WASHINGTON (AP) — Conservatives at the core of the Republican Party are coalescing behind likely GOP presidential nominee Mitt Romney faster than expected after a punishing primary season in which they loudly sought someone else — almost anybody else — to carry the fight to President Barack Obama.
They’re opposed to Obama more than they like, trust or accept Romney as the party’s standard-bearer. And they recognize that the former Massachusetts governor is their only real choice.
“I’m going (to support him) because it’s my responsibility and, frankly, almost anything is going to be better than Obama,” said Steve Troxel, chairman of the Lynchburg Republican Party in swing-state Virginia.
According to Rep. Trent Franks, R-Ariz., “There are some conservatives who are not ready to trust Mr. Romney to do the right thing, but they all trust President Obama to do the wrong thing.”
“Right now,” Family Research Council President Tony Perkins said of the shift, “Obama is driving it.”
In interview after interview over the past week, conservative activists say that they know the election will be close — and that Romney needs them to do more than merely lay down their vitriol over his wobbles on abortion, government spending, health care and gay marriage. He needs them to campaign for him, to contribute to him, to get themselves and their friends to the polls Nov. 6 and to cast votes for him, not just against Obama.
Many conservatives clearly are not there yet, but the GOP base is undeniably shifting toward Romney, helped along by post-primary developments that could escalate in the Republicans’ favor this summer.
The troubling economic report that showed slower-than-expected job growth injected some urgency into the coalescence, conservative leaders said. Wisconsin Gov. Scott Walker’s survival of a recall vote buoyed the spirits of this core constituency. Next week, a Republican could win Democratic Rep. Gabrielle Giffords’ House seat in Arizona’s special election. The Supreme Court could overturn Obama’s health care law this month. And if Romney chooses a bedrock conservative for a running mate, that’ll help, stalwarts say.
So among conservatives, there’s hope for change in their feelings toward Romney. And, there’s this possibility that serves as reassurance for some still on the fence:
“The emerging consensus among conservatives is that the Republican House will lead the conservative charge and Romney will be in the White House to sign bills, rather than advance his own agenda,” said Republican consultant Matt Mackowiak, who supported Texas Gov. Rick Perry in the primary. “Conservatives don’t universally claim Romney as one of their own, but they appear to have united behind him, perhaps reluctantly, but without question.”
For now, though, ask how excited they are about Romney as president, and they’ll say it depends.
“I’m not sure people really know where Romney is on some of the important issues,” said Tom Daxon, former chairman of the state GOP in solidly Republican Kansas. “For crying out loud, I don’t.”
The fact that the anyone-but-Romney crowd is now trying to find reason to support him is a stark shift from the beginning of the year. Then, a stream of suitors — Newt Gingrich, Rick Santorum and Ron Paul among them — told conservatives that they presented sharper contrasts with Obama than Romney on everything from abortion to the top issue on voters’ minds, jobs and the economy.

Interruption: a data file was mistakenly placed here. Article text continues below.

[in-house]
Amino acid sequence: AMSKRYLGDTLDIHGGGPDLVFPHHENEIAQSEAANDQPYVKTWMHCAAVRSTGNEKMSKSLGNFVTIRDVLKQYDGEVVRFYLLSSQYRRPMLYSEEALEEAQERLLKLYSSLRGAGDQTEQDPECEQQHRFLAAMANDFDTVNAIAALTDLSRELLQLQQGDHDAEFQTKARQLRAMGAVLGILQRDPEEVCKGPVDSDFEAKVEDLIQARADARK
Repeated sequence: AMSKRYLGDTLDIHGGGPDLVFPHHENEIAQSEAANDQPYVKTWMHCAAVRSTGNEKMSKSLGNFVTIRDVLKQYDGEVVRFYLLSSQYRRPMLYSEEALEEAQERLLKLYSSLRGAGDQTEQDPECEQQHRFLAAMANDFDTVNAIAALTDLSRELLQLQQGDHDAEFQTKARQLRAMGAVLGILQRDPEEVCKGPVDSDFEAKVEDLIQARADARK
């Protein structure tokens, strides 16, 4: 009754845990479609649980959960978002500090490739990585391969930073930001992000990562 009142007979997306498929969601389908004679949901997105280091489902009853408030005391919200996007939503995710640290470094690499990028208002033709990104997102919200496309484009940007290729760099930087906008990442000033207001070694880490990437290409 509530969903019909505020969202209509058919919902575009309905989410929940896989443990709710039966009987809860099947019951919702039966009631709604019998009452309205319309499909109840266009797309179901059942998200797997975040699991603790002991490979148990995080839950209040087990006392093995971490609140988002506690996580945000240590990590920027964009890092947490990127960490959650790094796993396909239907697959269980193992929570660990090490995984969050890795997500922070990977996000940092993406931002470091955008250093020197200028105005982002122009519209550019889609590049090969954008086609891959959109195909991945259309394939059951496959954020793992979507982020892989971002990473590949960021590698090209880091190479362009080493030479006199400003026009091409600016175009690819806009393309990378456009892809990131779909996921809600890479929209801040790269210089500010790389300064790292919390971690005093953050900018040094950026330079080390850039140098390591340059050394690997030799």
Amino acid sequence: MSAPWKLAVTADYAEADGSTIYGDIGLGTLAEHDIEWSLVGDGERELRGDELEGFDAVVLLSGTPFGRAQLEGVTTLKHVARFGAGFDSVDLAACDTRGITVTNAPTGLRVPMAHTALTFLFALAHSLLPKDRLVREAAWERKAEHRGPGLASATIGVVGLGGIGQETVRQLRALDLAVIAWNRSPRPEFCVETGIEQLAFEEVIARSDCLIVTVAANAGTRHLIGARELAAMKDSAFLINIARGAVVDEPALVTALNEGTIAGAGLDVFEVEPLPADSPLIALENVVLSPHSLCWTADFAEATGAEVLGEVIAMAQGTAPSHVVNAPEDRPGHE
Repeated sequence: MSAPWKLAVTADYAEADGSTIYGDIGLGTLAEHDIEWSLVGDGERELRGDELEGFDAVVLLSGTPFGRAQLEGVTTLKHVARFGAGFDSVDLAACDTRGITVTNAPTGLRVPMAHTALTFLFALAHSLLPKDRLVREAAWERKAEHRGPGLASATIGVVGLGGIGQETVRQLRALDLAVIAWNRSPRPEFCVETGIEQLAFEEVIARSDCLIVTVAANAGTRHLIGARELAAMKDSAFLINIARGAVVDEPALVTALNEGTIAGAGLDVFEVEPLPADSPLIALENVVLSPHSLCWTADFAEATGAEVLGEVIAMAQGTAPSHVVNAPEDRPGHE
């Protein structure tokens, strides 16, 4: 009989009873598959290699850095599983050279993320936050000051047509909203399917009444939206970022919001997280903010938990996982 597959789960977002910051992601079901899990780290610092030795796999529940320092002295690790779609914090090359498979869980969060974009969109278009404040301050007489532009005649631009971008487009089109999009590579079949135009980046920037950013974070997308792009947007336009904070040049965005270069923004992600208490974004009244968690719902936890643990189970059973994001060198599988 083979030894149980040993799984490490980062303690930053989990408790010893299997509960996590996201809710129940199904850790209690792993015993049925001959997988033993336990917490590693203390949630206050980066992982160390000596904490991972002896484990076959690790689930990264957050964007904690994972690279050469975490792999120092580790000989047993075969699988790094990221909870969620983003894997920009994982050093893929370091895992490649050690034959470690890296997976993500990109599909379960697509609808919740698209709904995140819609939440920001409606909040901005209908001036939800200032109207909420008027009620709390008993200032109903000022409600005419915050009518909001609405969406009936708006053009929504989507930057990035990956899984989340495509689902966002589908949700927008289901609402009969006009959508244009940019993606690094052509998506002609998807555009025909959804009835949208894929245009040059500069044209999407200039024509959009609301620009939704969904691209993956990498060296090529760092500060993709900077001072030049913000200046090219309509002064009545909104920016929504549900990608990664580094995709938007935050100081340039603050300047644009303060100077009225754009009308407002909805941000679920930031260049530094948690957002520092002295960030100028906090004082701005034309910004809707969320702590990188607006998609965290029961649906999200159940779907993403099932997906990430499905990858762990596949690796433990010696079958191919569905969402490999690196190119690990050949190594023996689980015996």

But Romney outlasted them and last week topped the 1,144 delegates needed to win the GOP nomination at the party’s national convention in August.
Even before then, polling showed notable shifts toward Romney among three key voter groups.
More Republican women are choosing Romney, the research suggests. A May AP-GfK poll showed 87 percent of Republican women favored Romney, up 5 percentage points from February, while Obama’s numbers stayed the same among the group. And a Washington Post-ABC News poll conducted later in May found Romney’s favorability among GOP women grew from 59 percent favorable in April to 80 percent now.
Evangelicals, too, are warming to Romney, who is Mormon. White evangelical Protestants support Romney 77 percent to 22 percent for Obama, according to the most recent Washington Post-ABC News poll, on par with 2008 GOP nominee John McCain’s 74 percent to 24 percent among that group. That’s up from Romney’s 65 percent to 26 percent advantage among that group in April.
Southern conservatives, too, are reconsidering Romney, polling shows. A rolling tracking poll by Gallup showed Romney inching further ahead among Southerners, from a 50-42 advantage for April 11 through May 6 to a 52-40 lead three weeks later.
Even if the not-Romney search is over, Romney still must find ways to prod the base of his own party to actively support him. He has already dispatched a cast of surrogates who have more credibility with conservatives to make the case for him, such as House Budget Committee Chairman Paul Ryan, R-Wis.
Romney himself has made multiple gestures of reconciliation to conservatives. At evangelical Liberty University last month, he spoke of values like faith and family. When he’s in Washington, he meets regularly with conservative groups and leaders. Romney campaign aides met last week with key members of the Republican Study Committee, the most conservative members of the House, to see how the former governor can better connect to the base.
Romney’s outreach is possible, several of those interviewed said, because he never antagonized conservatives.
“Even though it got feisty during the primary, Mitt himself was personally very engaging and didn’t show anger or rancor in his speeches,” said American Conservative Union Chairman Al Cardenas, who’s been a Romney supporter since 2007. “It never got personal with him. That shift in support was made smoother because of his demeanor.”
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